The government is refusing to rule out placing entire cities on lockdown if the UK experiences a widespread coronavirus outbreak, according to the health secretary.
“There’s clearly a huge economic and social downside to that but we don’t take anything off the table at this stage because you’ve got to make sure that you have all of the tools available if that is what’s necessary,” he said.
The health secretary added: “I want to minimise the social and economic disruption, and at this stage we still have the hope – although the numbers elsewhere are rising fast – we still have the hope that we might be able to avoid this outcome.”
He also said a research paper suggesting half a million people in the UK could die in the event of a flu pandemic was a “reasonable worst-case scenario”.
“It is based on what could happen in the event of a pandemic flu,” he said. ”Those planning assumptions have been out in the public domain for many years and that’s what we have been working with in our practice sessions before this virus existed.
“We don’t have a projection for this particular virus, not least because outside of China it is still in its early stages.”
The government is also looking at banning public gatherings and football matches, closing schools and encouraging people to avoid public transport.
“We are looking at all options, including those, but we will only look at things that epidemiologically and scientifically make sense,” he said.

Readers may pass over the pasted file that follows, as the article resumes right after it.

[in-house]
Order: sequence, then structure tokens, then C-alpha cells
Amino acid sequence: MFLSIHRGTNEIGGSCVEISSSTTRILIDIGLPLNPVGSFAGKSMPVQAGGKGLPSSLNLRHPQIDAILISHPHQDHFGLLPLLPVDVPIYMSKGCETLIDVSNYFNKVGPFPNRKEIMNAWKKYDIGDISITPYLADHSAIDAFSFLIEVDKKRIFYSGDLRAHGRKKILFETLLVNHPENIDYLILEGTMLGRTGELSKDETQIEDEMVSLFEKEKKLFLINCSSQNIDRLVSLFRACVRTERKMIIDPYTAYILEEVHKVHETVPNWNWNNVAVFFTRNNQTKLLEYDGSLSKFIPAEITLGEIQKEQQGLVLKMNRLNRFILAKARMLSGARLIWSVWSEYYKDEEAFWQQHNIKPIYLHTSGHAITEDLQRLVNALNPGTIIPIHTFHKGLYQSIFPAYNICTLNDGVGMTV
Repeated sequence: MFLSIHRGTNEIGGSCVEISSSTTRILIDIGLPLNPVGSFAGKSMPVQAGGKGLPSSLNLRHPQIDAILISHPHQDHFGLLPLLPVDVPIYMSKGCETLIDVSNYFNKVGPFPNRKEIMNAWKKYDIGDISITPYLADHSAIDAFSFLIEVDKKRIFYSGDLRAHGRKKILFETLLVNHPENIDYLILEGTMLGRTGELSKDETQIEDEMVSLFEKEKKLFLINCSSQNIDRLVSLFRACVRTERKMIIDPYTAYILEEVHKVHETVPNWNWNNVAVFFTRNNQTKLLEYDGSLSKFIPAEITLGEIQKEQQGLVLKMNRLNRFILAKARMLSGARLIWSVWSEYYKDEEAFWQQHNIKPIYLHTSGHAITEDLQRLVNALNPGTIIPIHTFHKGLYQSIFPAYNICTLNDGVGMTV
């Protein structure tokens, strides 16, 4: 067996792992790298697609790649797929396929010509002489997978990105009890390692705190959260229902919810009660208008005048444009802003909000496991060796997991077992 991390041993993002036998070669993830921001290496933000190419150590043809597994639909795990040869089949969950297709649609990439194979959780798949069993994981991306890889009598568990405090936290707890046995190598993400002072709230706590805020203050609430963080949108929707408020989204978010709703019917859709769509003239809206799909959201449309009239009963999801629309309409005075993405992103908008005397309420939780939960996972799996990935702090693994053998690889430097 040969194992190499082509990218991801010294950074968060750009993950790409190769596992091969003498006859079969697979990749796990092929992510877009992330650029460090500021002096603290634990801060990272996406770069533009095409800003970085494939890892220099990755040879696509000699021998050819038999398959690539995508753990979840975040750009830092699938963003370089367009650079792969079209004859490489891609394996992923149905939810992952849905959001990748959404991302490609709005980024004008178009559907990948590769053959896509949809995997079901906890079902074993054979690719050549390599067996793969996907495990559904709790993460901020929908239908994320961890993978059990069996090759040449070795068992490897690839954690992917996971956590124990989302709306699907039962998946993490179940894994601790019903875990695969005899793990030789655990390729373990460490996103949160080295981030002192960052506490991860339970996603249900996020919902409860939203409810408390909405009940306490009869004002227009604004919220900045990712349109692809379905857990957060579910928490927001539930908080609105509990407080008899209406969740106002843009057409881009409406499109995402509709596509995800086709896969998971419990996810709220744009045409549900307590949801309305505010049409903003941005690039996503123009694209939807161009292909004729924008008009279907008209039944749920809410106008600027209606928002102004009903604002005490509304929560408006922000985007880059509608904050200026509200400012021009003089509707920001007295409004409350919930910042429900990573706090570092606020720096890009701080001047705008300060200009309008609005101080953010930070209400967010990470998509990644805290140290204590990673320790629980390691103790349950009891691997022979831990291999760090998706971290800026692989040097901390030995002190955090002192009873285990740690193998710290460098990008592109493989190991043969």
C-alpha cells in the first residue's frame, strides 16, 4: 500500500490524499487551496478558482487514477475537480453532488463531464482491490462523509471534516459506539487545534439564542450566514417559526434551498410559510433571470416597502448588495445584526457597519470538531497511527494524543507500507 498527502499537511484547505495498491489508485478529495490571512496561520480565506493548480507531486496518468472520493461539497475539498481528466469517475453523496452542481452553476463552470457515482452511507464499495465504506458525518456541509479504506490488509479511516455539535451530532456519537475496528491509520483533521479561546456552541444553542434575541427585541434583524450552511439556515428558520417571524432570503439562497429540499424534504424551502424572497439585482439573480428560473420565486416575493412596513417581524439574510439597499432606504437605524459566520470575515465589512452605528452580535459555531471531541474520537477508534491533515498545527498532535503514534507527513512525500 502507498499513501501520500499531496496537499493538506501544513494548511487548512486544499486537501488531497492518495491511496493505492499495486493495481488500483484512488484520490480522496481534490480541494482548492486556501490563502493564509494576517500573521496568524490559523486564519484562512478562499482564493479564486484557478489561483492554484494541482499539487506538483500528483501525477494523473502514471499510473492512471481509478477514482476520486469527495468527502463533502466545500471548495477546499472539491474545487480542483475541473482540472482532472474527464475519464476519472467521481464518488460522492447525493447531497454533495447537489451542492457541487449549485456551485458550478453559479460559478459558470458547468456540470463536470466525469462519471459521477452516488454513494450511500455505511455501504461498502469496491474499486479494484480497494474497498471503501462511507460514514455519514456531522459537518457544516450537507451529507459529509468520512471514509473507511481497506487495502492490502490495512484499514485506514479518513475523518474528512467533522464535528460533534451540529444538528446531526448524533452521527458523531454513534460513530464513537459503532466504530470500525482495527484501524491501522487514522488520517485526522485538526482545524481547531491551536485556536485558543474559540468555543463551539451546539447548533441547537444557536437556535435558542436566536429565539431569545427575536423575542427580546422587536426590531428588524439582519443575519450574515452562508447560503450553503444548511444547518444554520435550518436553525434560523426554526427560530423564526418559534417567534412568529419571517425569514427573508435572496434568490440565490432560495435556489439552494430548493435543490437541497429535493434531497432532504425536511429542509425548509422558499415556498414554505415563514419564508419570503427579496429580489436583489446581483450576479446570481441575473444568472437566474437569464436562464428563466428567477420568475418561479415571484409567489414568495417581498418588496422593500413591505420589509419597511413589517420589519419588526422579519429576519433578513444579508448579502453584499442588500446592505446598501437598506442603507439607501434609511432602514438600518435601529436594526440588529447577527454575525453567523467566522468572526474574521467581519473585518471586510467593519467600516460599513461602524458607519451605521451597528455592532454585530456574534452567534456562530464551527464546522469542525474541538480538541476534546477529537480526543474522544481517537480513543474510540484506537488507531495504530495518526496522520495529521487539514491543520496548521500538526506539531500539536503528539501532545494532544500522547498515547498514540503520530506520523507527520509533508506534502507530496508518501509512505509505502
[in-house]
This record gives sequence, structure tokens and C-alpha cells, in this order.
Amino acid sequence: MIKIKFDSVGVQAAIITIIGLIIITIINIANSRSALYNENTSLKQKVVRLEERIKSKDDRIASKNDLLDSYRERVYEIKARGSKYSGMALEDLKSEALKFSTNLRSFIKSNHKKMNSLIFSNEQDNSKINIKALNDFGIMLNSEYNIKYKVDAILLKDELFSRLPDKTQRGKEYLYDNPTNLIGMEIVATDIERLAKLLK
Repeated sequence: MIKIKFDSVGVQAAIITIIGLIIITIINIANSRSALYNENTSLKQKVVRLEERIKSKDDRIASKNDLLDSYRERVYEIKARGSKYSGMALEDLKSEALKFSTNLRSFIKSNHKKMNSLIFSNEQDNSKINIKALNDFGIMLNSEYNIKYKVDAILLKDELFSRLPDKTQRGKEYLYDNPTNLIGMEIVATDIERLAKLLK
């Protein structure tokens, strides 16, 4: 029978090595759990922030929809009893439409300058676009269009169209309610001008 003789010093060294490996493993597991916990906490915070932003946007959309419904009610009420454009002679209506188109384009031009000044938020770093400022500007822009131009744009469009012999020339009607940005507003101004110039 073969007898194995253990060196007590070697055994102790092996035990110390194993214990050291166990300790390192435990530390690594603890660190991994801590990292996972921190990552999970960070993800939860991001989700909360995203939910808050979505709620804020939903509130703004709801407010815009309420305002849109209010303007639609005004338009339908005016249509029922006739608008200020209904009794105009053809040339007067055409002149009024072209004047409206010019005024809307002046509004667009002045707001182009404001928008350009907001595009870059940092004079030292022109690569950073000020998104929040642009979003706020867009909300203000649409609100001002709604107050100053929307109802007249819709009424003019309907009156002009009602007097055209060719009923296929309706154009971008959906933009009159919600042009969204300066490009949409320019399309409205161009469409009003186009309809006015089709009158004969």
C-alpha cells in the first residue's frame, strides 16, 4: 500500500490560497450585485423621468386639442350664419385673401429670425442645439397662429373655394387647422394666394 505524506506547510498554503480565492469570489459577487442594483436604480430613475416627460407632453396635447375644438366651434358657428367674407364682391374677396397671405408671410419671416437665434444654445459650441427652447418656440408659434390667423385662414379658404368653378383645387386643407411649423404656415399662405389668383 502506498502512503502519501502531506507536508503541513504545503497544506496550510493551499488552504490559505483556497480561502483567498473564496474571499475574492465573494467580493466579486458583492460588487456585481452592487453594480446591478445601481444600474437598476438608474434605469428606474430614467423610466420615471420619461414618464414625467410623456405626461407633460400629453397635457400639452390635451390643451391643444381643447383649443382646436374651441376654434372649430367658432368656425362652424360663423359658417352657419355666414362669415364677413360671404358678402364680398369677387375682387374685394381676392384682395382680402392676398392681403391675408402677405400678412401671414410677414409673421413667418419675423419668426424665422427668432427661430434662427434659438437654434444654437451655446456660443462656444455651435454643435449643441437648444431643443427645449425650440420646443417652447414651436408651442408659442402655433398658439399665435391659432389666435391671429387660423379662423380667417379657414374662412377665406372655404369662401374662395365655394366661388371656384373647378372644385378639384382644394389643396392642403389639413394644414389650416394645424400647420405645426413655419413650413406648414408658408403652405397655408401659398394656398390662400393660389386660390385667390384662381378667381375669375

“I’m not saying any of these are decisions we have taken but they are things we don’t rule out, to close some schools but right now people should not opt to be closing schools if there isn’t a case and advice from Public Health England.”
On Saturday three more people in England tested positive for coronavirus, bringing the UK total to 23. Outside of the UK, a British man has died after contracting coronavirus onboard the Diamond Princess cruise ship quarantined off Japan’s coast.
The government’s “battle plan” in the event of a worsening outbreak includes asking recently-retired doctors and nurses to work in the NHS and urging the public to work from home.
However Mr Hancock also sought to reassure the public that the virus could be contained in the UK.
“The plan is very clear,” he told Sky News. ”Firstly, to contain this virus. That’s the stage we’re in now, we hope that we can succeed in doing that.”
More than 2,900 people have died of coronavirus worldwide, with over 86,000 confirmed cases. The vast majority are in China, the centre of the outbreak.
Additional reporting by agencies
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